25 April 2013
After a death, Facebook photos could fade forever ... or, issues with digital assets, ownership and access
Used via Creative Commons Attribution-NonCommercial-NoDerivs 2.0 Generic License, http://creativecommons.org/licenses/by-nc-nd/2.0/
In the past, though heirs might squabble over the photo albums, family journals, photo albums, etc, someone always got this stuff. They might not have shared it and someone at least had it. This of course assumes that the family members did care and it didn’t end up in a dumpster. We all have those kinds of tales to tell.
Now, in our age of Facebook (FB), MySpace, Google+, Instagram, Pinterest, and numerous other social media options, NO-ONE is guaranteed to get access to all the stories, images and much more which is now posted to the web and maybe not ever stored anywhere else.
The heart-breaking story told in After a death, Facebook photos could fade forever could be faced by any of us.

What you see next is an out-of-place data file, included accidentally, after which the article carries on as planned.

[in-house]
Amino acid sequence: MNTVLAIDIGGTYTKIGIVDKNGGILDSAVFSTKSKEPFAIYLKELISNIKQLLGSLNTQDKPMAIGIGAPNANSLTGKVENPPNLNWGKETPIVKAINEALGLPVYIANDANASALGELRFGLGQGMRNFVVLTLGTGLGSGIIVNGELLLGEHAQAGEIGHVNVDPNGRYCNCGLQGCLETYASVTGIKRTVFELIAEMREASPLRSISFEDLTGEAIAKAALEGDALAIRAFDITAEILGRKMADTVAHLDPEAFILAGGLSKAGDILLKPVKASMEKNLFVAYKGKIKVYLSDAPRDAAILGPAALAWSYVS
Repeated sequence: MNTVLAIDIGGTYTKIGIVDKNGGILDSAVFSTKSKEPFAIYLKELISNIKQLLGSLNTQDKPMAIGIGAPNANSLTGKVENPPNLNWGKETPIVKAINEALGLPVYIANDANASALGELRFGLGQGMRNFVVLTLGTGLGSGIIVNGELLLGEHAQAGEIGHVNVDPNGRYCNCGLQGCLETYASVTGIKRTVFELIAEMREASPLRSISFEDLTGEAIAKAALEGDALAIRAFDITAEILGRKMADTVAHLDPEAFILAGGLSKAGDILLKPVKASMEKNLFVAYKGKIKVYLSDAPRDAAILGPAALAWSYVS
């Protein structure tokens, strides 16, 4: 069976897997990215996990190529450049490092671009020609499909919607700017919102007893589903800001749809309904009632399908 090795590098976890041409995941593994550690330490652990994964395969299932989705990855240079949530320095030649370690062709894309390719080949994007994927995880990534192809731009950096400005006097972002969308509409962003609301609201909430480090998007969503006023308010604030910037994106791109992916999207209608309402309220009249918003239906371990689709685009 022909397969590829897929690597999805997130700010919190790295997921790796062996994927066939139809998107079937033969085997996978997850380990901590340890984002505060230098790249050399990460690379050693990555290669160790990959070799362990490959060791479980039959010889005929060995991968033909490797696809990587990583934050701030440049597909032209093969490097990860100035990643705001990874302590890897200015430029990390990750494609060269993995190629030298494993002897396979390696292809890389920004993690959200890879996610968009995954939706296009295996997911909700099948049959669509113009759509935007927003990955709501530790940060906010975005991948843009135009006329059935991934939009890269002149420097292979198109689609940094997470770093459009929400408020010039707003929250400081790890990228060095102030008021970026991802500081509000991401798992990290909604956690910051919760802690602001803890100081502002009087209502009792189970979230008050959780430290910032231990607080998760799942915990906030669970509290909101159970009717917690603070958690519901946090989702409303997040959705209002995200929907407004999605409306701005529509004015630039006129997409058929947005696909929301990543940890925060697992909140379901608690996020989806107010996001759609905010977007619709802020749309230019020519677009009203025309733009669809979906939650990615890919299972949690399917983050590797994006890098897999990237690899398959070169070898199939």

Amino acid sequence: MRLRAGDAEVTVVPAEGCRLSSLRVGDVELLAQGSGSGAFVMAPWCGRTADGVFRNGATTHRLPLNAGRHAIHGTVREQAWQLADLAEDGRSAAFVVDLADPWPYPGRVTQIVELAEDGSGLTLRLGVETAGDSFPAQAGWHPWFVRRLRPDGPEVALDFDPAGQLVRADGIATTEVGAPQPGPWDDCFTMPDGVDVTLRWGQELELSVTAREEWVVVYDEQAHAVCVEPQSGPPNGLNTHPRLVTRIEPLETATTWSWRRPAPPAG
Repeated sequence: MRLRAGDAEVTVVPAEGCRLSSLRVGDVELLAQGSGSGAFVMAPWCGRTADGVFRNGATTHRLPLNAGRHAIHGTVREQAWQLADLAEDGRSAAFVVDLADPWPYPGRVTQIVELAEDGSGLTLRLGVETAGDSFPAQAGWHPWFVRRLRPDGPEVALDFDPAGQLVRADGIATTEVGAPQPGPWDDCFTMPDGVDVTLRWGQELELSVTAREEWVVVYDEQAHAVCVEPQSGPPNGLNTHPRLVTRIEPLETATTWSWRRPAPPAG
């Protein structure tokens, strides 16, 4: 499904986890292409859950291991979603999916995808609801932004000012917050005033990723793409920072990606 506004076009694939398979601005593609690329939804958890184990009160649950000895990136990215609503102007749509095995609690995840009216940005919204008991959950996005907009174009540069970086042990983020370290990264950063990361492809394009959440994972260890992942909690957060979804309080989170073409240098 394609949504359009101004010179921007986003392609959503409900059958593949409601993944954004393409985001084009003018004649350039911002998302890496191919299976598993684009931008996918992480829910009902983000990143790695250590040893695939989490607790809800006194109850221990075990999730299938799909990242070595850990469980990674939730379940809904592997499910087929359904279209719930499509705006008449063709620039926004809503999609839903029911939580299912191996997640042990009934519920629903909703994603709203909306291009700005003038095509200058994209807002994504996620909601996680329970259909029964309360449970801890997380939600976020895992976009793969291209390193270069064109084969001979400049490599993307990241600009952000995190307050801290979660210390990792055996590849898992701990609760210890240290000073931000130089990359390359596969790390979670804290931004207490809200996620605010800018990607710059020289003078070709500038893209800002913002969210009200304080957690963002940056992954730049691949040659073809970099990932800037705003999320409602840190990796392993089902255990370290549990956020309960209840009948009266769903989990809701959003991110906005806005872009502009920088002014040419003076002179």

Currently, the best way to handle this is to know the law (state and federal) and be pro-active. For example, I regularly check out the FB pages of my extended family and make copies of any images that they have posted. This way, if their account is every closed for any reason, I will still have those images.
Are there steps that you take to “preserve” anything you or others have posted on the web?
Do you actively save/archive any posted material – stories, images, etc?
Two recent Upfront with NGS posts on related topics are:
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